Story Contest 2017 #1 - Outstanding Stories » Shattered

Shattered Story

“Shattered” is one of the outstanding stories of the first biannual International Short Story Contest 2017 written by Francine Estranero, USA.

Shattered

Shattered.

Broken.

Empty.

I traced the fractures on the mirror with my finger and watched the many different reflections of my face move in sync. I heard someone call my name and I jumped as the door to my room burst open with someone yelling, “Hurry up! We’re leaving in less than 5 minutes and unless you want to walk to school in 30 degree weather, I’d change if I were you.”

Silently, I shuffled my way to the closet where I grabbed a pair of jeans and a shirt randomly and threw them on my body. Forcing my feet into the socks, I reached for my shoes which were in a pile by my door before grabbing my backpack and walking to the bathroom. There I quickly brushed my teeth while putting on my shoes.

I walked to the front of the house and pulled a jacket from the coat rack by our front door. Opening the door, I felt the cold wind biting at my nose as I rushed to the unlocked car. My mom was already inside and she started driving before I even fully closed the door. A couple of minutes later, I was dumped unceremoniously at my middle school. I held my jacket close to my body and walked solemnly to my locker. After getting through the traffic of students, I reached my locker unscathed and started unlocking the combination lock. Checking the schedule that I pasted on the inside, I pulled out my Science, Math, and English notebooks before leaving for my first period which was Math.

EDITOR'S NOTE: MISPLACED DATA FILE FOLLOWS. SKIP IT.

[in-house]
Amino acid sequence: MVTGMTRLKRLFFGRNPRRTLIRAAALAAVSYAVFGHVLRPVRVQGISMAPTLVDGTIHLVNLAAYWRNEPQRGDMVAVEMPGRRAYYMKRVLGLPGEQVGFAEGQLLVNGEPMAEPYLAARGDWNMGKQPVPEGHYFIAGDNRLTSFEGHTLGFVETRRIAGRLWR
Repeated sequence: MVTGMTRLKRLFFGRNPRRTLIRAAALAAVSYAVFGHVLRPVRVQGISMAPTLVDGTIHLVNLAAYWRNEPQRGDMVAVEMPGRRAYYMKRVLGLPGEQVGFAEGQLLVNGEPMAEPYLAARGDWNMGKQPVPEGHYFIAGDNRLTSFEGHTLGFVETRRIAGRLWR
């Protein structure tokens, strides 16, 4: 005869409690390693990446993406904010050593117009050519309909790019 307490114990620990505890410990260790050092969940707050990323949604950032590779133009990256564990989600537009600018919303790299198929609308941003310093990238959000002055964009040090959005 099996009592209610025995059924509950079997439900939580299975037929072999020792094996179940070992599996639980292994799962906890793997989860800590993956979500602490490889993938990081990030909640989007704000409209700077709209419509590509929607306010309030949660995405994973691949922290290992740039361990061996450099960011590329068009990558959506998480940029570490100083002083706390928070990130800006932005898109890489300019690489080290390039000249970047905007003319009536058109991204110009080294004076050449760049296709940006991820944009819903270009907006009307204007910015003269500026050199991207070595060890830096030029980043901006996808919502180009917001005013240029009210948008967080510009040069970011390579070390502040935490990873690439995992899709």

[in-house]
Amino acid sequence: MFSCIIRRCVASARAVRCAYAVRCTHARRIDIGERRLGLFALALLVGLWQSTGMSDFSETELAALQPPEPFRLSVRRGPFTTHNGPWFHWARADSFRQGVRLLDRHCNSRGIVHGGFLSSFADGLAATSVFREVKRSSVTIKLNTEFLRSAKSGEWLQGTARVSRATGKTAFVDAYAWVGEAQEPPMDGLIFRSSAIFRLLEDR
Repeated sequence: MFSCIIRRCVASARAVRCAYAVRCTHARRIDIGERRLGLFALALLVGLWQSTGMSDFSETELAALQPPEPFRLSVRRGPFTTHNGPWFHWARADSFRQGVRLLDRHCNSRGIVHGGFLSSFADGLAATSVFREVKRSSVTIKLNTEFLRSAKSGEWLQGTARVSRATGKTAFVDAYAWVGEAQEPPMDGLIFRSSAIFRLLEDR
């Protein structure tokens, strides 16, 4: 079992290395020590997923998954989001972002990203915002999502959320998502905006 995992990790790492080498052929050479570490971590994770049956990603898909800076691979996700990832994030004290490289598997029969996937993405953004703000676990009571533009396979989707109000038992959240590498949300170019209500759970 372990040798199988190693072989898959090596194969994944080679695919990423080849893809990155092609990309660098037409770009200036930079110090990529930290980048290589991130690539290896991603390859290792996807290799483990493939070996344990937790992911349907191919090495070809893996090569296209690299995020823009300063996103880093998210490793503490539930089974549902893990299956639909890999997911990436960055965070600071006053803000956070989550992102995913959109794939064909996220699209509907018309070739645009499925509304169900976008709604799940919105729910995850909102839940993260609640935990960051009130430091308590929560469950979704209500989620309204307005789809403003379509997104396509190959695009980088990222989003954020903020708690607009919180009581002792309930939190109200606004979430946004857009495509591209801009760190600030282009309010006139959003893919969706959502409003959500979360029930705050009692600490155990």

I sat in my normal seat which was next to the window and opened my notebook to a fresh page. The clock read7:40 which meant I had about ten minutes before class officially began. I absentmindedly started doodling on my paper until someone commented, “Nice drawing.”

Their voice broke the trance that I was under and I looked down in surprise. On my page, I saw the cracked mirror drawn with my reflection and everything. After further examination, I noticed little details in the reflection. My eyes were smaller, eyebrows a little more arched, lips looked fuller. I gasped as I realized… the person I drew wasn’t me. It was my twin sister. My eyes started to water as I looked at the broken reflection of someone who was me but wasn’t. I forcefully closed my notebook and pulled out another one that I could use for notes. Mr. David droned on and on about scientific notation and his voice lowered to a small whine in the background that I could easily tune out. It was then that I started to doze off. I closed my eyes and for a split second, I pictured the last moment I saw her.